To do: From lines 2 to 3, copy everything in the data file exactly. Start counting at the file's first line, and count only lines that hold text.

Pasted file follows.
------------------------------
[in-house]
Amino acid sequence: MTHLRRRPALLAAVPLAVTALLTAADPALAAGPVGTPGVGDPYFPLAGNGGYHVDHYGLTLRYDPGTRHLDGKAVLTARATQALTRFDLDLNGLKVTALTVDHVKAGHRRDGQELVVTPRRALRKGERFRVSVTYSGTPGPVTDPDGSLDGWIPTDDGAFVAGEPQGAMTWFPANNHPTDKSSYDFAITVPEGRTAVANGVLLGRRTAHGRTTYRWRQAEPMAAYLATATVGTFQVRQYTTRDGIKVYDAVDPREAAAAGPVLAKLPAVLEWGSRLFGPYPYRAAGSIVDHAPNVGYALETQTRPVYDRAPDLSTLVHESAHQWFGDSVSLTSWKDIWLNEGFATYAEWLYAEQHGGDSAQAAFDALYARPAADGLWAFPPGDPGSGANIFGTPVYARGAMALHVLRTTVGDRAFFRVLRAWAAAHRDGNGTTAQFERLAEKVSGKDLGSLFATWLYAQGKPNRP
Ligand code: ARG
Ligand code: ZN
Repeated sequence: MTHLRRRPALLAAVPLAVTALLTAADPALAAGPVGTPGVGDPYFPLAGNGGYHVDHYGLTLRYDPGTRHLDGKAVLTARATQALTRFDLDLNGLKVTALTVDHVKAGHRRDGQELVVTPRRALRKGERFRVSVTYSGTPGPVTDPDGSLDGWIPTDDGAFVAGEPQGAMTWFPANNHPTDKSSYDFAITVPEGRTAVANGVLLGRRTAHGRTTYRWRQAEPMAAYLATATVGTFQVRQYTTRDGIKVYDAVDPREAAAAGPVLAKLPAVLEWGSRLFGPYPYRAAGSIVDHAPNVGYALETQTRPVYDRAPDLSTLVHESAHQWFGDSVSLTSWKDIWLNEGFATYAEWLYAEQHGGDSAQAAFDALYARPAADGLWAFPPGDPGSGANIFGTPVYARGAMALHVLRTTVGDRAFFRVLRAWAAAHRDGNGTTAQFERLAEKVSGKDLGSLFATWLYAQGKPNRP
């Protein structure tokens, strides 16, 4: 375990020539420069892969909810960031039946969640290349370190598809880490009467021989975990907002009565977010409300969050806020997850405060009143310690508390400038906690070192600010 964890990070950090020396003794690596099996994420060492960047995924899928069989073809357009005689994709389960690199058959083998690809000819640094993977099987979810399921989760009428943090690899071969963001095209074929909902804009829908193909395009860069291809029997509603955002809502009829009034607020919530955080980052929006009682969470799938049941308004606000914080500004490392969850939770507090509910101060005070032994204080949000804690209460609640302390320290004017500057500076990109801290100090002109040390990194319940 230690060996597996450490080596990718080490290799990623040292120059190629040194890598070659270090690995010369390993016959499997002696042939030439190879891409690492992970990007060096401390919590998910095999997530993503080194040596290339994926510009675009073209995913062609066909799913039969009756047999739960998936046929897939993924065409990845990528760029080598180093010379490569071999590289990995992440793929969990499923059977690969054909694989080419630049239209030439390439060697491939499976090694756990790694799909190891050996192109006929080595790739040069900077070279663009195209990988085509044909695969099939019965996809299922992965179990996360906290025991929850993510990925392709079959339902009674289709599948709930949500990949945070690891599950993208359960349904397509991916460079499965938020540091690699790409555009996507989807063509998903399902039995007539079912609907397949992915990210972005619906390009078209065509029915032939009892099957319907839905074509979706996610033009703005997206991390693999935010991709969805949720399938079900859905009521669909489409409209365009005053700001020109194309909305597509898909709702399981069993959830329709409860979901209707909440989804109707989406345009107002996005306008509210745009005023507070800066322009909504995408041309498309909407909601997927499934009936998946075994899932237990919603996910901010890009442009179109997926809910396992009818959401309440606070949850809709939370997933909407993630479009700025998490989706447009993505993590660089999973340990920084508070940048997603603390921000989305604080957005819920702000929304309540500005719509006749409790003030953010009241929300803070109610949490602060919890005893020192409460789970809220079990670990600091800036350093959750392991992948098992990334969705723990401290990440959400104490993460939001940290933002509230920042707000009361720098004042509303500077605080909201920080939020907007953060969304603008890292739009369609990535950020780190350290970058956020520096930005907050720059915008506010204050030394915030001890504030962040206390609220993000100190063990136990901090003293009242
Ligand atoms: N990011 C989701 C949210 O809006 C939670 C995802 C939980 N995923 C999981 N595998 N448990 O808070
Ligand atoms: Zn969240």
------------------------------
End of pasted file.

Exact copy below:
Amino acid sequence: MTHLRRRPALLAAVPLAVTALLTAADPALAAGPVGTPGVGDPYFPLAGNGGYHVDHYGLTLRYDPGTRHLDGKAVLTARATQALTRFDLDLNGLKVTALTVDHVKAGHRRDGQELVVTPRRALRKGERFRVSVTYSGTPGPVTDPDGSLDGWIPTDDGAFVAGEPQGAMTWFPANNHPTDKSSYDFAITVPEGRTAVANGVLLGRRTAHGRTTYRWRQAEPMAAYLATATVGTFQVRQYTTRDGIKVYDAVDPREAAAAGPVLAKLPAVLEWGSRLFGPYPYRAAGSIVDHAPNVGYALETQTRPVYDRAPDLSTLVHESAHQWFGDSVSLTSWKDIWLNEGFATYAEWLYAEQHGGDSAQAAFDALYARPAADGLWAFPPGDPGSGANIFGTPVYARGAMALHVLRTTVGDRAFFRVLRAWAAAHRDGNGTTAQFERLAEKVSGKDLGSLFATWLYAQGKPNRP
Ligand code: ARG